# How can I iterate over overlapping (current, next) pairs of values from a list?

## Question:

I sometimes need to iterate a list in Python looking at the "current" element and the "next" element. I have, till now, done so with code like:

```
for current, next in zip(the_list, the_list[1:]):
# Do something
```

This works and does what I expect, but is there’s a more idiomatic or efficient way to do the same thing?

_{Some answers to this problem can simplify by addressing the specific case of taking only two elements at a time. For the general case of N elements at a time, see Rolling or sliding window iterator?.}

## Answers:

Since `the_list[1:]`

actually creates a copy of the whole list (excluding its first element), and `zip()`

creates a list of tuples immediately when called, in total three copies of your list are created. If your list is very large, you might prefer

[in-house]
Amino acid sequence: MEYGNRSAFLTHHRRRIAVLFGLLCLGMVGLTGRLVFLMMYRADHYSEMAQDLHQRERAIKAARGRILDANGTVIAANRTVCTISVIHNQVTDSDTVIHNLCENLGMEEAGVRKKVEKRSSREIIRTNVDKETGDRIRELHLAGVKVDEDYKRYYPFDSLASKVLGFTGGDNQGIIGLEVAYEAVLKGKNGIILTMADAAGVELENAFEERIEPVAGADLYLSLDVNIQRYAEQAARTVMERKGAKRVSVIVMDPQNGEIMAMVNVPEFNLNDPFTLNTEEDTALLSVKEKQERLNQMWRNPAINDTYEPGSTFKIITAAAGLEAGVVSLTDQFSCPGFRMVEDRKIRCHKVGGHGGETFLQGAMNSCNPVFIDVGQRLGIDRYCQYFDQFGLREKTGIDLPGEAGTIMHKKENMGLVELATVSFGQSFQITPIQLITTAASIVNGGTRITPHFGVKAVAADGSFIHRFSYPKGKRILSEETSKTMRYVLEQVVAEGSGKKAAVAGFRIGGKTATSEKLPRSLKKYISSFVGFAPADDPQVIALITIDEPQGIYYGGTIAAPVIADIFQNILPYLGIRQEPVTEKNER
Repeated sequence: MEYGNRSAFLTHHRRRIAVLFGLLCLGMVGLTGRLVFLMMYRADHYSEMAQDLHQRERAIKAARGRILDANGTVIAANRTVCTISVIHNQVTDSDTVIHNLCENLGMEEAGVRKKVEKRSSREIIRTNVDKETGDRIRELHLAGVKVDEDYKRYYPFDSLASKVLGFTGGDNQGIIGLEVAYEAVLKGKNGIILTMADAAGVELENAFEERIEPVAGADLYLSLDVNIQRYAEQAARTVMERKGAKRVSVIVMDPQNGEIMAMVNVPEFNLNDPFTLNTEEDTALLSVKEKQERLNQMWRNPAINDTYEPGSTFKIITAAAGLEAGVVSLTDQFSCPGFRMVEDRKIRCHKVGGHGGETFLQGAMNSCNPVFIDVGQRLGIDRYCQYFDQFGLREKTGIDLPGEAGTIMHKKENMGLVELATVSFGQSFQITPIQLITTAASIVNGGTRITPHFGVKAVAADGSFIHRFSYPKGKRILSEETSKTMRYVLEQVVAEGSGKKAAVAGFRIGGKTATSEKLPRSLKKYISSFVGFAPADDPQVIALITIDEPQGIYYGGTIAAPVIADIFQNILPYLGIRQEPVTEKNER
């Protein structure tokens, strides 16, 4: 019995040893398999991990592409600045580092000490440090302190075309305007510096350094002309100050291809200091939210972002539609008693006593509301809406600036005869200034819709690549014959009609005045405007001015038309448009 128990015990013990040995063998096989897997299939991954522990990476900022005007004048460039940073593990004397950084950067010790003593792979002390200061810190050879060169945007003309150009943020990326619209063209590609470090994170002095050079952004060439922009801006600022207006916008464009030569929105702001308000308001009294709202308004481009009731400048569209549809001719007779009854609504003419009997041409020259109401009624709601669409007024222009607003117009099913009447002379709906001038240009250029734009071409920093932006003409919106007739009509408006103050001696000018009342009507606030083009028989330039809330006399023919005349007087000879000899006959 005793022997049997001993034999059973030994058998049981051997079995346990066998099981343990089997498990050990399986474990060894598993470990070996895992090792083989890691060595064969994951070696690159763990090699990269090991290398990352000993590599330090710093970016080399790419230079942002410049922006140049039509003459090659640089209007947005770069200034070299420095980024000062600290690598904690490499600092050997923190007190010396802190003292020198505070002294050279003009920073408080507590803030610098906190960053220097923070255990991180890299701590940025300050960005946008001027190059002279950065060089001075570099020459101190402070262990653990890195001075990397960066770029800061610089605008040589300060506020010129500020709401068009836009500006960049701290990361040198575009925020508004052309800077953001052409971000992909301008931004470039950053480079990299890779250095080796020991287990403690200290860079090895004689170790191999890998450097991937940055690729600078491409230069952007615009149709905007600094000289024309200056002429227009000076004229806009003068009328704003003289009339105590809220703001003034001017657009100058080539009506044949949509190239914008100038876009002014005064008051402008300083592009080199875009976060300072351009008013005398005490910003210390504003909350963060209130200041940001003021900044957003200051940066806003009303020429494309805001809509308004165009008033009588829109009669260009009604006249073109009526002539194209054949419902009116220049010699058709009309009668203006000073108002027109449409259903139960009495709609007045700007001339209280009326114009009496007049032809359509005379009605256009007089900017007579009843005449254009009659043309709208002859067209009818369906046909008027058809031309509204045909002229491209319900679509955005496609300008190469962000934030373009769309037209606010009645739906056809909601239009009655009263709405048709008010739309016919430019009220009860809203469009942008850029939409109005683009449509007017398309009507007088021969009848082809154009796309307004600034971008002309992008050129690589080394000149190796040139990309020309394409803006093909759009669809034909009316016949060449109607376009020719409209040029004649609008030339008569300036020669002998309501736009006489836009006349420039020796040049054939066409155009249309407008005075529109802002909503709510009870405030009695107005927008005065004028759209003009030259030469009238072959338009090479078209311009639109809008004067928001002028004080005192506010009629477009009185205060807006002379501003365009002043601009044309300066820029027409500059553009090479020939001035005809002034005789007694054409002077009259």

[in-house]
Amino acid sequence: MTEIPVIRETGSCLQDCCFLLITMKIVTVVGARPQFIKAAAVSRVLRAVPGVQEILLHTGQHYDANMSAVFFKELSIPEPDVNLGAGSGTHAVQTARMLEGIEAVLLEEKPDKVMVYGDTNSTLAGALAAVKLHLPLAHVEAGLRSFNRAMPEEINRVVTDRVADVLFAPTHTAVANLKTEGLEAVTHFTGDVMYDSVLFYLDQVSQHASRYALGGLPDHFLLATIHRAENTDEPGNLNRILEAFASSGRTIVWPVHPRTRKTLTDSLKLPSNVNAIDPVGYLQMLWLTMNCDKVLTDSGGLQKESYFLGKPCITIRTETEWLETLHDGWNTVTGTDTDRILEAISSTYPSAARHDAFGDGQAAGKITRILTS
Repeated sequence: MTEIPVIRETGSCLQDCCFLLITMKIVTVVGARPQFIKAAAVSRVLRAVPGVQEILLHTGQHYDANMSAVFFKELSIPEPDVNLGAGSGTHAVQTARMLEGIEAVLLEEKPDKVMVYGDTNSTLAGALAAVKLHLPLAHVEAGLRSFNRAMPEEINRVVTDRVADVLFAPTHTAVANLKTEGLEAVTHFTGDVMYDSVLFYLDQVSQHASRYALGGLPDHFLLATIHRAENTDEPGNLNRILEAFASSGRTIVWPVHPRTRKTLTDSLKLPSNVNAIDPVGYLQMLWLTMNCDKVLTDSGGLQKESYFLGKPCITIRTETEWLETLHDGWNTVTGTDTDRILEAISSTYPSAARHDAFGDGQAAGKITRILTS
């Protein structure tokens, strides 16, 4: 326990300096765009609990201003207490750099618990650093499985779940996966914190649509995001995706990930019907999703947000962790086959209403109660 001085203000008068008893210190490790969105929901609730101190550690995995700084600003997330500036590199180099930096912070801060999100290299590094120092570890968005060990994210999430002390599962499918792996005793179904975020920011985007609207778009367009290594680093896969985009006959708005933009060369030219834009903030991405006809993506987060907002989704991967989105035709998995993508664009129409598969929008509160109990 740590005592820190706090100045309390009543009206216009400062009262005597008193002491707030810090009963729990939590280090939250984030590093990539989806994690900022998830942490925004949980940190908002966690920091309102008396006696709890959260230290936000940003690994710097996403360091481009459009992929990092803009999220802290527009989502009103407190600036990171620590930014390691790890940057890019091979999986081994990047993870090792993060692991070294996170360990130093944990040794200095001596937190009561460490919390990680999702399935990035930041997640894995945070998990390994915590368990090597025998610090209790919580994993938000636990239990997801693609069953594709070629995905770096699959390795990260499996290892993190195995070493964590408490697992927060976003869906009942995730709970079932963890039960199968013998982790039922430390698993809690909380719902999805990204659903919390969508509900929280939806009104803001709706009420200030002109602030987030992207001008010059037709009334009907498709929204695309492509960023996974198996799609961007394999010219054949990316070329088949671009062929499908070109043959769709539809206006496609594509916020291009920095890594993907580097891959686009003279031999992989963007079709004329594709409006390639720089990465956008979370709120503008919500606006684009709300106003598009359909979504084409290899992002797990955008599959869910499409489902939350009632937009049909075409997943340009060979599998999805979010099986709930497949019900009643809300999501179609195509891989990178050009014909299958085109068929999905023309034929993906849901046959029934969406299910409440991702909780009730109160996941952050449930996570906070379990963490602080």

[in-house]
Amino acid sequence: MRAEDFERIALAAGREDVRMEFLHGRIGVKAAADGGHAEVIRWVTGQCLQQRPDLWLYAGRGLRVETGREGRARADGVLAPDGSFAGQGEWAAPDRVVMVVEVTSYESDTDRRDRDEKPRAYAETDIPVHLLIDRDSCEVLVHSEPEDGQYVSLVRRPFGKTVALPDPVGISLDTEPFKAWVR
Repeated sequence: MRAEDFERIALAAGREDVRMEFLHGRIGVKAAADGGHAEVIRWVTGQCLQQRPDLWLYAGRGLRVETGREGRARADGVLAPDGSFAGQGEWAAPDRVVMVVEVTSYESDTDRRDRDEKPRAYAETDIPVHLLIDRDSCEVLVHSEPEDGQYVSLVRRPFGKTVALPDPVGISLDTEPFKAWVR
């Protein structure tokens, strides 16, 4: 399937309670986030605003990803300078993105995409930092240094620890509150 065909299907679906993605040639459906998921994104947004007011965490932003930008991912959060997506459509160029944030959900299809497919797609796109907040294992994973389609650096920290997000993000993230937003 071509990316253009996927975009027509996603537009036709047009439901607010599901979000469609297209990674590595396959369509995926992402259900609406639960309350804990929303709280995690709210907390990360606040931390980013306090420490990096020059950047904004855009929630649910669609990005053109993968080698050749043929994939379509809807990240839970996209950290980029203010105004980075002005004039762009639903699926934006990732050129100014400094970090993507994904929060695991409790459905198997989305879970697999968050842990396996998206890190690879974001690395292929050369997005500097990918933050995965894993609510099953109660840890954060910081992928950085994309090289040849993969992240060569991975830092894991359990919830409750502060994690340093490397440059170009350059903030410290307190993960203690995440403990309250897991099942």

```
from itertools import izip, islice
for current_item, next_item in izip(the_list, islice(the_list, 1, None)):
print(current_item, next_item)
```

which does not copy the list at all.

The documentation for 3.8 provides this recipe:

```
import itertools
def pairwise(iterable):
"s -> (s0, s1), (s1, s2), (s2, s3), ..."
a, b = itertools.tee(iterable)
next(b, None)
return zip(a, b)
```

For Python 2, use `itertools.izip`

instead of `zip`

to get the same kind of lazy iterator (`zip`

will instead create a list):

```
import itertools
def pairwise(iterable):
"s -> (s0, s1), (s1, s2), (s2, s3), ..."
a, b = itertools.tee(iterable)